Wednesday, June 20, 2018 by Rhonda Johansson
Across all the literature and studies on the potential link between mental health and one’s diet, experts agree that cutting down on inflammatory foods is a sure-fire way to feel better. The effects can be likened to the domino effect; with healthier food improving physical function, which in turn boosts mental health. Unsurprisingly, this strengthened mental capacity encourages people to be more physically fit, thus completing the cycle for better overall health.
Time and again REAL science has shown the compelling link between eating organic food and improved mental health. Scientists and nutritionists alike have highlighted and underscored it (twice) that the best way to beat depression (and similar mental illnesses) is to first look at the food one is eating.
The real killer here is a high-sugar diet that encourages the growth of free radicals that do a number on your body. This is not only limited to munching on a chocolate bar every now and then but in the consumption of sugary beverages such as fruit juices, sports drinks, and even flavored water.
None of these “healthy” water alternatives are doing your mental health any favors.
Several studies have proven that sugar triggers depression and other mental health problems by influencing several key processes in the body. One of the most worrisome is its role in suppressing the activity of a growth hormone in the brain called brain-derived neurotrophic factor (BDNF). Those with low BDNF levels are at an increased risk in developing both depression and schizophrenia. (Related: Depression is a symptom of nutrient deficiency; treating it with drugs is not only ineffective but dangerous.)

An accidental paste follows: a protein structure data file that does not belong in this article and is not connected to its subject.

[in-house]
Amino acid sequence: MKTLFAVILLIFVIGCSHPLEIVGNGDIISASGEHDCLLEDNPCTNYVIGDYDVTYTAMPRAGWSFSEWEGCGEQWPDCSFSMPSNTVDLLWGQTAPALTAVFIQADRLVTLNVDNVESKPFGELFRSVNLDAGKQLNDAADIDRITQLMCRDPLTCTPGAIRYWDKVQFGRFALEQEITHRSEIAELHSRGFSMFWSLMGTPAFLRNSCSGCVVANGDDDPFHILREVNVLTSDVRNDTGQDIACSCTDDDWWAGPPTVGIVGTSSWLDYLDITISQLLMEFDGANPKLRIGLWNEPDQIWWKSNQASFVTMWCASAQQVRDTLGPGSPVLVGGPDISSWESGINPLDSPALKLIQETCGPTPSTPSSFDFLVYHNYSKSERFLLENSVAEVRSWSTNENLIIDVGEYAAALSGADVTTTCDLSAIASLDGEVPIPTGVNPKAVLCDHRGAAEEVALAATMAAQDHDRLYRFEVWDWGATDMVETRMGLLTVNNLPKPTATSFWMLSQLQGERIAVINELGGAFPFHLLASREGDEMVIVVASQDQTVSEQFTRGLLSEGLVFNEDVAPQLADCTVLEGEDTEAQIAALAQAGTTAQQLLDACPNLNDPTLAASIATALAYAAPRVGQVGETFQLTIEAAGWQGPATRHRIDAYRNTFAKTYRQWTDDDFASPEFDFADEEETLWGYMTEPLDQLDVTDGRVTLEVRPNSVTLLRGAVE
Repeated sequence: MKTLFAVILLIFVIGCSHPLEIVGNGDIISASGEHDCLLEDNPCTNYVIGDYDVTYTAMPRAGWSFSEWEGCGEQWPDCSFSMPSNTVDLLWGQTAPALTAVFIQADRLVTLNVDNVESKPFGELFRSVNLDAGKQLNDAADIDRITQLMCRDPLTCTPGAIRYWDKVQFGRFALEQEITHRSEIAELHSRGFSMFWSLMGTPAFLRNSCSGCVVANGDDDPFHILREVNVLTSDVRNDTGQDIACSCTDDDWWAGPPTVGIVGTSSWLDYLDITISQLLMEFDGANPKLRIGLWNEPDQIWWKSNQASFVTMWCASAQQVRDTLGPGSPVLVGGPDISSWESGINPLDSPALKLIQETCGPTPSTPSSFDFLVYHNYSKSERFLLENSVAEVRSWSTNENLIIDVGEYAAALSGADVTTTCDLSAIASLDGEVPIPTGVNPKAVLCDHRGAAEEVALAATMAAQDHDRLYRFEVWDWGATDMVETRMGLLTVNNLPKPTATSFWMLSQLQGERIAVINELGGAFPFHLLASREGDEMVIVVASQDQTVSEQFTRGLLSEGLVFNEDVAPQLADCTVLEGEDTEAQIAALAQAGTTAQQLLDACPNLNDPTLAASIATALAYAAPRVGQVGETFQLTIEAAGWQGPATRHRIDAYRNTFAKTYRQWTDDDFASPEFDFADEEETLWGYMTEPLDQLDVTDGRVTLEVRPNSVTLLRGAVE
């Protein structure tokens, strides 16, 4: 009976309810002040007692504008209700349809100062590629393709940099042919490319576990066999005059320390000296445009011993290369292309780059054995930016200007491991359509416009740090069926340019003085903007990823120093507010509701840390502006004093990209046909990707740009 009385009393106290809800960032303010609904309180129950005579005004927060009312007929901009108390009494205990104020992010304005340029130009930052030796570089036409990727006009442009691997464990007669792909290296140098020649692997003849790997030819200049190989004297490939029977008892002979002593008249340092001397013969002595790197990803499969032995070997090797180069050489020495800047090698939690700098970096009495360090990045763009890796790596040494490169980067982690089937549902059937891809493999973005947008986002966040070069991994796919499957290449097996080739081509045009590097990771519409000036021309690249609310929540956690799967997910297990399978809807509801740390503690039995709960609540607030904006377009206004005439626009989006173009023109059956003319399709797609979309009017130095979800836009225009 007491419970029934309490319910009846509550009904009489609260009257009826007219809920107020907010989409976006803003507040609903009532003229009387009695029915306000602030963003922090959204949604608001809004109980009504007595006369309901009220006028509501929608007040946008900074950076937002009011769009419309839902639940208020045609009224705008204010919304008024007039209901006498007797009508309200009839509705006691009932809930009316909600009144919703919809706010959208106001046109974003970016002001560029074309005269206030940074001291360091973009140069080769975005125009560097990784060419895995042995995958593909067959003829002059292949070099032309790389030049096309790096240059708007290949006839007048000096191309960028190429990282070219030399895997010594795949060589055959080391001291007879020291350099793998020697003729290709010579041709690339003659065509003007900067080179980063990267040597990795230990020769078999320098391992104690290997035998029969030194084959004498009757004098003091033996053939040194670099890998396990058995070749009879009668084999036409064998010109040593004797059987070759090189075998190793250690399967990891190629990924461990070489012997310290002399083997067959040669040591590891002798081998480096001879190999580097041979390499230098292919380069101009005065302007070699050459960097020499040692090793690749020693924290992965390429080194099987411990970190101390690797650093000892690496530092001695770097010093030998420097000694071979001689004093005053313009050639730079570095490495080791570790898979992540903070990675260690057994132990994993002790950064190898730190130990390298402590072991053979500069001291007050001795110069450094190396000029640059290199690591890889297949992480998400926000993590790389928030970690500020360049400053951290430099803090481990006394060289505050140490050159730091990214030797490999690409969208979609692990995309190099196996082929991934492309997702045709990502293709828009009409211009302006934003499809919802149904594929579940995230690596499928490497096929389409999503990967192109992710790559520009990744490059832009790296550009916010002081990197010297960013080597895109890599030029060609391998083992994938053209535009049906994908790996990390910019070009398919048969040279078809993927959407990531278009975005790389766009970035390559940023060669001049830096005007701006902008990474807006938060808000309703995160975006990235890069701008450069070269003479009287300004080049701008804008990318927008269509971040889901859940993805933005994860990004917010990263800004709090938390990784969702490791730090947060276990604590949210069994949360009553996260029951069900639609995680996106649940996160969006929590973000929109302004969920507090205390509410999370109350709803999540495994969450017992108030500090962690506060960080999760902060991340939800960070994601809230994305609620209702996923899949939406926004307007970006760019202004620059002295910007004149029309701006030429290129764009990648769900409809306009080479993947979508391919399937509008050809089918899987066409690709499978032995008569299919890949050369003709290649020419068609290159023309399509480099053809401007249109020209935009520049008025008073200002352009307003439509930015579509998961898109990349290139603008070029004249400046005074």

Sugar also contributes to insulin and leptin resistance, which also plays a significant role in mental health. This is over and on top of the fact that an excess of sugar creates excessive reactive oxygen species (ROS) and free radicals that damage DNA.
Real food — the good, organic, natural goodness given by Mother Nature — is the best way to improve mental health.
Several studies have suggested the efficacy of the DASH diet in battling depression. The diet, initially recommended for people with hypertension, has been seen to improve mental health by reducing inflammation. However, the DASH diet is not the only way to better mental health.
Consider these dietary suggestions to transition from processed fare to real food:
Lastly, it is important to remember that most processed foods are also significant sources of genetically engineered ingredients and toxic chemicals. These are probably carcinogenic and have been proven to wreak havoc to our gut microbiome.
If we, as a society, use these toxins to kill insects efficiently, why is it suddenly okay for us to eat them?
To read more articles on the goodness of real food, head on over to Nurtients.news today.